# Exploring the Algebra of Logic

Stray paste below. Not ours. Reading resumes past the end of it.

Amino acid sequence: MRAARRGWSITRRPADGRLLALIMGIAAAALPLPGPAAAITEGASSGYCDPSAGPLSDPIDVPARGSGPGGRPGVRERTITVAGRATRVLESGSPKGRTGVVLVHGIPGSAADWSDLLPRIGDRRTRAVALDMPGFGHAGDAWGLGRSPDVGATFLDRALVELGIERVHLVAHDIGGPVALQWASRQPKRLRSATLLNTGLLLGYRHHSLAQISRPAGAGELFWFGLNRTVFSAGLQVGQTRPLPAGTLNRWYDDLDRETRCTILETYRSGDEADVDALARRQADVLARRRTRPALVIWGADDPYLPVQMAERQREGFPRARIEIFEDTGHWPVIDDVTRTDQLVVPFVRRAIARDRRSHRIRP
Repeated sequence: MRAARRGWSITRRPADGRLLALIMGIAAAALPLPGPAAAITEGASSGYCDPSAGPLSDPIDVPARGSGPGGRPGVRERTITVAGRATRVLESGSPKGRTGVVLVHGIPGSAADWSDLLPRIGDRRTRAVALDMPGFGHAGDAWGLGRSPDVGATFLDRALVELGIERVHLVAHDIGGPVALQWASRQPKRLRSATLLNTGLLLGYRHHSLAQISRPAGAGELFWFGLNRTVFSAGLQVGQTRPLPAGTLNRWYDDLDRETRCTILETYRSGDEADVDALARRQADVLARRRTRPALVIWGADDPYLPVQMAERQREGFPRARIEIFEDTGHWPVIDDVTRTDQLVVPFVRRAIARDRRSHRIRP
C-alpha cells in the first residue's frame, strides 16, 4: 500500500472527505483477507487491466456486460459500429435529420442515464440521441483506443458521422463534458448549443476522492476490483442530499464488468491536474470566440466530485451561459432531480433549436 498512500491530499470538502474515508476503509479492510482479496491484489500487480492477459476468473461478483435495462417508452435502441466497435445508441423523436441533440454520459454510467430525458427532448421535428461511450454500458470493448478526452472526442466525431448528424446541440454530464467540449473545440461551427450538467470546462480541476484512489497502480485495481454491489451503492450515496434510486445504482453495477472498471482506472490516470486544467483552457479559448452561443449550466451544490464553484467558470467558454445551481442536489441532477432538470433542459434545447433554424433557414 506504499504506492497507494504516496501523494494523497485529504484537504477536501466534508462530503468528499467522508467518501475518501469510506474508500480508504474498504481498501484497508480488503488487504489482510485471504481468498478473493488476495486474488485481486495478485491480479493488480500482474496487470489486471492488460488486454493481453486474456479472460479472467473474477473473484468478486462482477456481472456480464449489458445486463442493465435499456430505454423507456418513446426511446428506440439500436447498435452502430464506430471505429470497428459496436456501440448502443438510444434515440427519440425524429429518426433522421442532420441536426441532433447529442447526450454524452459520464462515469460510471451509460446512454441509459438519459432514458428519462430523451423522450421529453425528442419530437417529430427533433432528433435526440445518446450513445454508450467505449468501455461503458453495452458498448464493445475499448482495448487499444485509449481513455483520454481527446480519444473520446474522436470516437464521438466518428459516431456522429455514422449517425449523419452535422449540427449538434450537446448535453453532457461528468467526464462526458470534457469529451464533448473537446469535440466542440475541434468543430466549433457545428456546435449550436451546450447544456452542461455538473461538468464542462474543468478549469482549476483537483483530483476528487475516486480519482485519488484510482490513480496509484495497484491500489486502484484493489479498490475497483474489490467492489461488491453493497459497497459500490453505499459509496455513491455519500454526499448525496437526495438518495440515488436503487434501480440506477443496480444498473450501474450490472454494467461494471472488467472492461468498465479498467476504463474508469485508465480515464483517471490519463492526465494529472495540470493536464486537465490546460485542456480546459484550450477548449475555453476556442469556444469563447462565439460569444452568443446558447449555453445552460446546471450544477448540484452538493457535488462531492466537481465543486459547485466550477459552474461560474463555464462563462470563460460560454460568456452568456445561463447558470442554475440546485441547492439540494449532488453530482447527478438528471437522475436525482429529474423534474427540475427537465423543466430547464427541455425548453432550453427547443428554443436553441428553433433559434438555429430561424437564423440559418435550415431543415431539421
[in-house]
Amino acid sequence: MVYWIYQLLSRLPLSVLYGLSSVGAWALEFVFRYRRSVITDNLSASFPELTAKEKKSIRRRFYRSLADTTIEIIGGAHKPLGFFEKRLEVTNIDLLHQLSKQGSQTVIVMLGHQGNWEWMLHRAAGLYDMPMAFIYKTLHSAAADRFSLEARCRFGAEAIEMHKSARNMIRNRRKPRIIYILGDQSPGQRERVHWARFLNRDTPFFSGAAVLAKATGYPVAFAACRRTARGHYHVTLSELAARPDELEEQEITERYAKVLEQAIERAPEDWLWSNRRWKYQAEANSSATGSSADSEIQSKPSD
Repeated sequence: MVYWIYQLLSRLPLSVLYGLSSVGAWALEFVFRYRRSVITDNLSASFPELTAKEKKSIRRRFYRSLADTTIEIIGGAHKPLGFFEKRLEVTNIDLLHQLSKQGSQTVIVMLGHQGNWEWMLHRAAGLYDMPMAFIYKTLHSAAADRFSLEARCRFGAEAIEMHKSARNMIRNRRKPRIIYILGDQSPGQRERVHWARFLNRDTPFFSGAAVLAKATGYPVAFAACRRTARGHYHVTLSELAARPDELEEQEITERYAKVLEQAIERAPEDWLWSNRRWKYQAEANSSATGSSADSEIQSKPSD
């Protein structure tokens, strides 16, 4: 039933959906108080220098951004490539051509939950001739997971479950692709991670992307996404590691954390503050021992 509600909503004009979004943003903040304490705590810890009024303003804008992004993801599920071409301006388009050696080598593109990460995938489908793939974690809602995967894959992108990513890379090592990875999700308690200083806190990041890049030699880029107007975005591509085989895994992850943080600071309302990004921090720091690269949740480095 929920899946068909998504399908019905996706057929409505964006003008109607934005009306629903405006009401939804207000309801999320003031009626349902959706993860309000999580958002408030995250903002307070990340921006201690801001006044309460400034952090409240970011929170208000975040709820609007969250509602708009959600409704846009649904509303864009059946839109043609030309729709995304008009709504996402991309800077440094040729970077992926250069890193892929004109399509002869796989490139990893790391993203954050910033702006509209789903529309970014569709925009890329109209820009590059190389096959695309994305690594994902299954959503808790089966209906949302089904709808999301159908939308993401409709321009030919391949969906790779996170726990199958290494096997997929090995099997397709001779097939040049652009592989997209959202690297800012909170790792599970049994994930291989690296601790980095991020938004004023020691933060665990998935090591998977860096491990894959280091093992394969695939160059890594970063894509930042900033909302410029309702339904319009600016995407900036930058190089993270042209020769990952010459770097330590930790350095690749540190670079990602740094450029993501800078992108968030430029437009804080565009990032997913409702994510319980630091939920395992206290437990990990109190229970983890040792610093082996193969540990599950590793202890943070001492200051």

0.60 ConclusionThe foregoing exposition is far from being exhaustive; it does not pretend to be a complete treatise on the algebra of logic, but only undertakes to make known the elementary principles and theories of that science. The algebra of logic is an algorithm with laws peculiar to itself. In some phases it is very analogous to ordinary algebra, and in others it is very widely different. For instance, it does not recognize the distinction of _degrees_; the laws of tautology and absorption introduce into it great simplifications by excluding from it numerical coefficients. It is a formal calculus which can give rise to all sorts of theories and problems, and is susceptible of an almost infinite development.But at the same time it is a restricted system, and it is important to bear in mind that it is far from embracing all of logic. Properly speaking, it is only the algebra of classical logic. Like this logic, it remains confined to the domain circumscribed by Aristotle, namely, the domain of the relations of inclusion between concepts and the relations of implication between propositions. It is true that classical logic (even when short of its errors and superfluidities) was much more narrow than the algebra of logic. It is almost entirely contained within the bounds of the theory of the syllogism whose limits to-day appear very restricted and artificial. Nevertheless, the algebra of logic simply treats, with much more breadth and universality, problems of the same order; it is at bottom nothing else than the theory of classes or aggregates considered in their relations of inclusion or identity. Now logic ought to study many other kinds of concepts than generic concepts (concepts of classes) and many other relations than the relation of inclusion (of subsumption) between such concepts. It ought, in short, to develop into a logic of relations, which Leibniz foresaw, which Peirce and Schroder founded, and which Peano and Russell seem to have established on definite foundations.While classical logic and the algebra of logic are of hardly any use to mathematics, mathematics, on the other hand, finds in the logic of relations its concepts and fundamental principles; the true logic of mathematics is the logic of relations. The algebra of logic itself arises out of pure logic considered as a particular mathematical theory, for it rests on principles which have been implicitly postulated and which are not susceptible of algebraic or symbolic expression because they are the foundation of all symbolism and of all the logical calculus.61 Accordingly, we can say that the algebra of logic is a _mathematical_ logic by its form and by its method, but it must not be mistaken for the logic _of mathematics_.The principle of deduction and the principle of substitution. See the author’s _Manuel de Logistique_, Chapter 1, §§ 2 and 3 |not published|, and _Les Principes des Mathematiques_, Chapter 1, A.